She’ll be coming ’round the mountain when she comes. You know the song right? The one where some mysterious stranger driving a team of white horses comes to visit and the family rallies to kill the old red rooster. And then they all have chicken and dumplings like that is a really good thing. I mean, wow. That must have been some VIP if the rooster has to go into the pot – and yet she has to sleep with Grandma in red pajamas. Go figure. The song simply does not make sense.
My first memories of singing Coming ’round the mountain has me settled in the back of a hay wagon with the entire extended family driving around the flat lands of my grandpa’s Illinois farm hoping that we will not be charged by the Highland cattle grazing there. Grandpa used to raise grass-fed Highland cattle. He also raised Christmas trees, Arabian horses, wrote and directed church choir music, had a deep interest in photography, and toward the end of his life he had a harness-racing horse named Vicki that we used to go down to the race track and bet on.
Anyway, back to the Highland cattle pasture. So there we were all in the back of this hay wagon (it was a truck actually) and suddenly my Auntie Diane starts belting out this song She’ll be coming ’round the mountain when she comes and to my utter amazement the rest of the family joins in. I have a picture of this moment, she is wearing a colorful plaid shirt and denims and her face is in a big smile. When we got to the line and we’ll all have chicken and dumplings when she comes I was thrilled, because at this point in my young life chicken and dumplings was one of my favorite Sunday meals. I think I was probably 4 or 5 years old. So to this day I associate chicken and dumplings and that song with my Aunt Diane (I hope she forgives me).
There is nothing fashionable about chicken and dumplings. At all. (So if you are a foodie or dieting, you may be excused to go read some other blogs. See you later.) I can’t remember the last time I had chicken and dumplings but for some reason all of the snow this winter and the fact that I don’t go anywhere without wearing my snow pants has me nostalgic for those childhood days. I asked my mom about a recipe and she said that this dish was something that her mother used to make all the time, and that it was a meal intended to make use of “tough old birds” because you stew it for a couple of hours. Ah ha! Thus the fate of the poor old red rooster.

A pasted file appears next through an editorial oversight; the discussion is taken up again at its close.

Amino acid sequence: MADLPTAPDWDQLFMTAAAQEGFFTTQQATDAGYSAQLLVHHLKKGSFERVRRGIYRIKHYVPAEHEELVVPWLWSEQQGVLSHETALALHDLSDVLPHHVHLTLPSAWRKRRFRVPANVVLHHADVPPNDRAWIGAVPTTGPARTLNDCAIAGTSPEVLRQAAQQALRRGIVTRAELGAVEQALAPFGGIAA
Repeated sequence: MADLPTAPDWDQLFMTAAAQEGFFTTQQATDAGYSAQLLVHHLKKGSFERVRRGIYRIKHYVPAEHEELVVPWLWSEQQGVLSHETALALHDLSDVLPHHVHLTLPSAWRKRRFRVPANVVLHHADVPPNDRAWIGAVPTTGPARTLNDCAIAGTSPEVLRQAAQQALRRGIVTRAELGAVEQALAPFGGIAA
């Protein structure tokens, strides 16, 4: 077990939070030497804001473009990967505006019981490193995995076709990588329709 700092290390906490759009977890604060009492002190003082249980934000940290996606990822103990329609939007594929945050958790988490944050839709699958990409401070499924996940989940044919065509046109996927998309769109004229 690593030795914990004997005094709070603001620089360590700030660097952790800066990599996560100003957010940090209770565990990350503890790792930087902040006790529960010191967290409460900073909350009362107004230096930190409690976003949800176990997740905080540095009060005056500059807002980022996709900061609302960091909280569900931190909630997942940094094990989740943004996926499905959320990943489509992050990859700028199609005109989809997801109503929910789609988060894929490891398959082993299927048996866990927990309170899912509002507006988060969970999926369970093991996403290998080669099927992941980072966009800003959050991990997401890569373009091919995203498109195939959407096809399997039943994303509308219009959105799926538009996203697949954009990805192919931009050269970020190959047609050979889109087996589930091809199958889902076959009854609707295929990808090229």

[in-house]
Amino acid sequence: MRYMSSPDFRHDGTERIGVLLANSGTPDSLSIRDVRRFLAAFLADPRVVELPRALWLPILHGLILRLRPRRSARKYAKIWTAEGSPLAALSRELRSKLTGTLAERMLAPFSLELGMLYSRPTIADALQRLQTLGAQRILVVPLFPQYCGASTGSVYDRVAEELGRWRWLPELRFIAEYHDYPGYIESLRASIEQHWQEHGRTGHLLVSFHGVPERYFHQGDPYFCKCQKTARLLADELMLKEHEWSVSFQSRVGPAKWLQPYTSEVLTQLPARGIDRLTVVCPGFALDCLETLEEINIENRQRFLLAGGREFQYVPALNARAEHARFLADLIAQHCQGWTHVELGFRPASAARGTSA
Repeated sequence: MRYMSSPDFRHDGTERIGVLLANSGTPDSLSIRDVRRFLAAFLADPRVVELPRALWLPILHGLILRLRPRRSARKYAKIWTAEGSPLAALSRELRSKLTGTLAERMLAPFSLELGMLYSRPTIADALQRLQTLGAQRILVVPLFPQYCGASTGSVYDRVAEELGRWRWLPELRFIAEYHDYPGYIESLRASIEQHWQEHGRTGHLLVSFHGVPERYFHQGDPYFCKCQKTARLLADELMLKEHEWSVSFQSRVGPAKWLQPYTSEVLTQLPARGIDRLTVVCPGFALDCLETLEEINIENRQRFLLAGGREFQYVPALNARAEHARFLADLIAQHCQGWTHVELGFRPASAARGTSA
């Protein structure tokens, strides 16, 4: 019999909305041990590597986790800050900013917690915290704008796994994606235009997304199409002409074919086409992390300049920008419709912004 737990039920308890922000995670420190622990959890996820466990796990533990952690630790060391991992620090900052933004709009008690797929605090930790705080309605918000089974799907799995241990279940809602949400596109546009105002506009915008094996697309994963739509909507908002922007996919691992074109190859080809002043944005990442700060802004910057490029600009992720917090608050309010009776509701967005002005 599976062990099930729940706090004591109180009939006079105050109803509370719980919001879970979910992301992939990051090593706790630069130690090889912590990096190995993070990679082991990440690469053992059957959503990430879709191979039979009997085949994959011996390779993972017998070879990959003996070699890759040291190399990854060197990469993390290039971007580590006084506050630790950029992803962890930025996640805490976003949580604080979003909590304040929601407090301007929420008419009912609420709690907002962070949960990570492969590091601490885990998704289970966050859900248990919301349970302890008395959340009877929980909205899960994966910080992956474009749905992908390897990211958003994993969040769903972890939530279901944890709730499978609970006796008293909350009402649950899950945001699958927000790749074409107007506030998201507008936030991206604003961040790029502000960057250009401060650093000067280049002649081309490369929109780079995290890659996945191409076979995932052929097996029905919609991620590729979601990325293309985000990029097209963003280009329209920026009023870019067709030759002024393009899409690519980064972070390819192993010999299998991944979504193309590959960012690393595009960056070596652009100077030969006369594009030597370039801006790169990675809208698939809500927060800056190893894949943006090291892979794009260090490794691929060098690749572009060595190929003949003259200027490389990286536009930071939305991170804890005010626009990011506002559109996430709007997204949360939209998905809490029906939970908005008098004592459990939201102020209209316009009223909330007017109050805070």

Well, I found myself a recipe, a young organic bird, and made use of my new Dutch oven I got for Christmas when we all gathered down at my brother’s house for Sunday supper. I used self-rising flour for the the dumplings because I love the way this flour works its magic for English scones, I also added 1 teaspoon of fresh thyme. These dumplings came out as perfect pillows swimming in thick gravy. But if you prefer, all you really need is Bisquick. (Don’t tell the foodies I said that!!)
As all this was happening my 5-year-old niece, Riley, kept running into the kitchen to say “When is dinner ready? Can you come have a tea party?” Hi, babe! She finally pulled up her “chef’s chair” to supervise the process. “It’s good,” she declared when I gave her a sip of the gravy from the end of a spoon. And by gum, she was right. I guess she’ll have to sleep with Grandma. Right after we put on our snow pants and build a “snowgirl.”
Chicken and dumplings
Inspired by Betty Crocker
Serves 4 to 6
3- to 3-1/2 pound stewing chicken (you can cut this up, or stew it whole, just be prepared to fish bones out of your dish if you stew it whole)
4 celery stalks
1 medium carrot, sliced
1 small onion, sliced
4-6 mushrooms, sliced
2 sprigs parsley, chopped
1 teaspoon salt
Freshly cracked pepper
5 cups water
1/2 cup all-purpose flour
For the dumplings:
2 cups self-rising flour, sifted
3 tablespoons butter, room temperature
1 teaspoon fresh thyme
2/3 cup milk
Remove excess fat from chicken. Place chicken, giblets, neck, celery, carrot, onion, mushroom, parsley, salt, pepper, and water in Dutch oven (or large stock pot). Cover and heat to boiling; reduce heat to low. Cook over low heat about 2 hours or until juice of chicken is no longer pink when the thickest pieces are cut.
Remove chicken and vegetables from Dutch oven. Skim 1/2 cup fat from broth; reserve. Remove broth; reserve 4 cups.
Heat reserved fat in Dutch oven over low heat. Stir in 1/2 cup of the all-purpose flour and continue stirring until mixture is smooth and bubbly. Remove from heat.
Stir in reserved broth. Heat to boiling, stirring constantly. Boil and stir 1 minute. Return chicken and vegetables to Dutch oven, heat until hot.
In a separate bowl, sift self-rising flour. With a knife or pastry cutter, cut in butter. Using your fingertips, rub the butter into the flour until the mixture resembles fine bread crumbs. (You can also use a hand mixer to do this.) Make a well in the center of the mixture and pour milk a little at a time and combine until dough is sticky and just a tad runny.
Drop dough by spoonfuls onto hot chicken mixture (do not drop directly into liquid). Cook uncovered over low heat for 10 minutes. Cover and cook an additional 10-12 minutes. Dumplings should be pillowy. Serve immediately in deep bowls. Put on your red pajamas.